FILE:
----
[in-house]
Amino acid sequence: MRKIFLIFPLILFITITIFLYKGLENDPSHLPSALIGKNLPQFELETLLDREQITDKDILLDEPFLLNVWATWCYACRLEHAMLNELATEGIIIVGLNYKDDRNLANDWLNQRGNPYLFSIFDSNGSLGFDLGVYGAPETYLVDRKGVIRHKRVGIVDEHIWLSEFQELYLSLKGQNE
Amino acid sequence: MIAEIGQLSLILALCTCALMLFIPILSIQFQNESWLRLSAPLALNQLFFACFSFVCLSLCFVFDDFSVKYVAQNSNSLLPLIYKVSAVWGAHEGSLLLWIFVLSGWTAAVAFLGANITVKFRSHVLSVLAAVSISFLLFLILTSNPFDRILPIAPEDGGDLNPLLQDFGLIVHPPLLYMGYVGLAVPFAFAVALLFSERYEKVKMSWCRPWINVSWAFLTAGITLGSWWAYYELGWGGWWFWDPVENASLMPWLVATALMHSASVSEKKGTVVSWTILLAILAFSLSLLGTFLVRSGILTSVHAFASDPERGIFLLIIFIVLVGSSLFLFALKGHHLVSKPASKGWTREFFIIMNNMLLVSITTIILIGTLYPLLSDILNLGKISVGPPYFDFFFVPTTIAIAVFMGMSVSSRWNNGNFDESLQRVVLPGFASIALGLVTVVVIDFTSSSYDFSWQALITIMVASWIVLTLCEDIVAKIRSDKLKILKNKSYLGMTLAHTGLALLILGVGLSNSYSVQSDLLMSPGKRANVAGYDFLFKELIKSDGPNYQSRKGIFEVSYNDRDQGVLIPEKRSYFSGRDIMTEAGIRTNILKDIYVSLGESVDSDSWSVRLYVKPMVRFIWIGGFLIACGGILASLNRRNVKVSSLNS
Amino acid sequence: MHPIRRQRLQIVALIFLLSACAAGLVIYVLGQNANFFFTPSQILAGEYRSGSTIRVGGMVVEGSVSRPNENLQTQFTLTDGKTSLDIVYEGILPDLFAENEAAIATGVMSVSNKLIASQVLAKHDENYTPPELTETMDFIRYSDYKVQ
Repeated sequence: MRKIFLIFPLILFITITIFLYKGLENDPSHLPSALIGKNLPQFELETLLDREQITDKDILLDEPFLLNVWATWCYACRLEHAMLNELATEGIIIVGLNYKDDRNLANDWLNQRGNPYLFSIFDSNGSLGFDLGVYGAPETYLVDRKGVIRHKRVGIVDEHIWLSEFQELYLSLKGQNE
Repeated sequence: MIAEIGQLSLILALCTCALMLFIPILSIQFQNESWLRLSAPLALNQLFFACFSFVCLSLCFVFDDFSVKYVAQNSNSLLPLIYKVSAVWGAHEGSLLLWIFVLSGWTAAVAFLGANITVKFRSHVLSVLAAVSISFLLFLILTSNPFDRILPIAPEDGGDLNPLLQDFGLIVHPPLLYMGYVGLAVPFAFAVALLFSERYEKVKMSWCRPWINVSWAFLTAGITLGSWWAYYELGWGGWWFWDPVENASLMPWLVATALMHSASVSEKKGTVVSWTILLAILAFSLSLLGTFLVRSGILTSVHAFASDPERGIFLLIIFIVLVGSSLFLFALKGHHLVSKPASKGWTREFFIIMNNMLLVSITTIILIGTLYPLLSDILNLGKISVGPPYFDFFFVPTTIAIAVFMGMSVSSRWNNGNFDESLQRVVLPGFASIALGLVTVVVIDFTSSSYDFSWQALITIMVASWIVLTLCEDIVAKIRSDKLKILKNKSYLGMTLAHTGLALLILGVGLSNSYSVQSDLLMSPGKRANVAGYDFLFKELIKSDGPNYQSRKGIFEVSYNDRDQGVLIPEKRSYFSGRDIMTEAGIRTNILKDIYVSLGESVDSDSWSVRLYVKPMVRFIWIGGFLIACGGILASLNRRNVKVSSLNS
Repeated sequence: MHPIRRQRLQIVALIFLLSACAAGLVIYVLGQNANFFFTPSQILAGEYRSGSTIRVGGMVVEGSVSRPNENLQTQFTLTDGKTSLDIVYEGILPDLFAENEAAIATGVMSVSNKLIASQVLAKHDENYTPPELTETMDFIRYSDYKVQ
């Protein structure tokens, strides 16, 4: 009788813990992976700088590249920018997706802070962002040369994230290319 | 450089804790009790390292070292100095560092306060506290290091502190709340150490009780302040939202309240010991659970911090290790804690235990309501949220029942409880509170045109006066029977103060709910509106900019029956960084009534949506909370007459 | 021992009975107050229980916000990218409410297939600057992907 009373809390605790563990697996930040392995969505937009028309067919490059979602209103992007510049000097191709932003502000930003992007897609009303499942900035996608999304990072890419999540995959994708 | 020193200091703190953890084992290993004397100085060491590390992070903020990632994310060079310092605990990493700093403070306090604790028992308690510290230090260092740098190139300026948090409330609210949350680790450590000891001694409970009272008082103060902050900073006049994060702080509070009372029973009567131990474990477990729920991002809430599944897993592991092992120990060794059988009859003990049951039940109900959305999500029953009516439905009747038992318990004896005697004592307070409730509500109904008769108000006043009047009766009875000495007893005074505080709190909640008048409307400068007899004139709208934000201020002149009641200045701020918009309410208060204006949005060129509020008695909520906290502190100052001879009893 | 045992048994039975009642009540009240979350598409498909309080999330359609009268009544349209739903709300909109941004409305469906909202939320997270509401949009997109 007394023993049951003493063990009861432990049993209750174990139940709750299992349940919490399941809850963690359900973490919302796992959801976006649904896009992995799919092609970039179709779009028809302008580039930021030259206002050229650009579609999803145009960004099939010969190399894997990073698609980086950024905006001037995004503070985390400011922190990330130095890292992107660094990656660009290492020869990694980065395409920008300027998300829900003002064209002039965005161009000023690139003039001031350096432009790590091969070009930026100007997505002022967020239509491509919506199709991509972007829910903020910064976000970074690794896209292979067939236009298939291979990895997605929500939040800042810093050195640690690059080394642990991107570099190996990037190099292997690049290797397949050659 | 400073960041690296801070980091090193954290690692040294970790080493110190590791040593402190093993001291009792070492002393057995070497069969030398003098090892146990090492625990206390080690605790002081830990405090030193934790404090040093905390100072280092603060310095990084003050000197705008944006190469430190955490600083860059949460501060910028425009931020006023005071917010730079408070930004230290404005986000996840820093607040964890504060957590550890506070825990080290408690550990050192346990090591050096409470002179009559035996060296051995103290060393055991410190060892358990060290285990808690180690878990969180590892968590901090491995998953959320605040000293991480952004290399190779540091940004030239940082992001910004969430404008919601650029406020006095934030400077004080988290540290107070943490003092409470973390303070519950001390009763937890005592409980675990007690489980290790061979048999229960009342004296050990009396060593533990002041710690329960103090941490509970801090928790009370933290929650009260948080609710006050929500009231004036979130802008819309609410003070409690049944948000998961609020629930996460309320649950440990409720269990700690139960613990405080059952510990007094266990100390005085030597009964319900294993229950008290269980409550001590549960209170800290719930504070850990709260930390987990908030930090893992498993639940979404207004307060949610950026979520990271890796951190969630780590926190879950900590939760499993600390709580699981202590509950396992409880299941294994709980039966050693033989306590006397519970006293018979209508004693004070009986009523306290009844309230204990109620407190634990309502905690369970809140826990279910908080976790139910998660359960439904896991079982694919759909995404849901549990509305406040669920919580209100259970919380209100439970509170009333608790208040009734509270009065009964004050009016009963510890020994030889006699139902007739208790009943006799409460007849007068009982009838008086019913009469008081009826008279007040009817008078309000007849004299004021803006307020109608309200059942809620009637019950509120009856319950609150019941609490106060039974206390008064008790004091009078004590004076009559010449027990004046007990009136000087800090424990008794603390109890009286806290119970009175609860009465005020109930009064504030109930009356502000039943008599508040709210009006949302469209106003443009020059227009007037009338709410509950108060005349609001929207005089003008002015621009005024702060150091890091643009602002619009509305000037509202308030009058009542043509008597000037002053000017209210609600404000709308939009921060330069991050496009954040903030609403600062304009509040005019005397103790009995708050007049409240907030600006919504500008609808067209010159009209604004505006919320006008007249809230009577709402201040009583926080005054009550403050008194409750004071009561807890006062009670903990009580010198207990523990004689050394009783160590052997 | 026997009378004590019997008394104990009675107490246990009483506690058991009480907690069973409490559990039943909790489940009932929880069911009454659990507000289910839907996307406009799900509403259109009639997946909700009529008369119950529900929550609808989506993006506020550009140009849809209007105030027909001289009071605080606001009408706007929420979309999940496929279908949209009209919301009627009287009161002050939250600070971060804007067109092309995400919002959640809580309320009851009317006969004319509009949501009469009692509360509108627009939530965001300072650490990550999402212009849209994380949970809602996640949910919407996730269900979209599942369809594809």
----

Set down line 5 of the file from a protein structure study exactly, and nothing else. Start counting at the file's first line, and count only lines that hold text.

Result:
Repeated sequence: MRKIFLIFPLILFITITIFLYKGLENDPSHLPSALIGKNLPQFELETLLDREQITDKDILLDEPFLLNVWATWCYACRLEHAMLNELATEGIIIVGLNYKDDRNLANDWLNQRGNPYLFSIFDSNGSLGFDLGVYGAPETYLVDRKGVIRHKRVGIVDEHIWLSEFQELYLSLKGQNE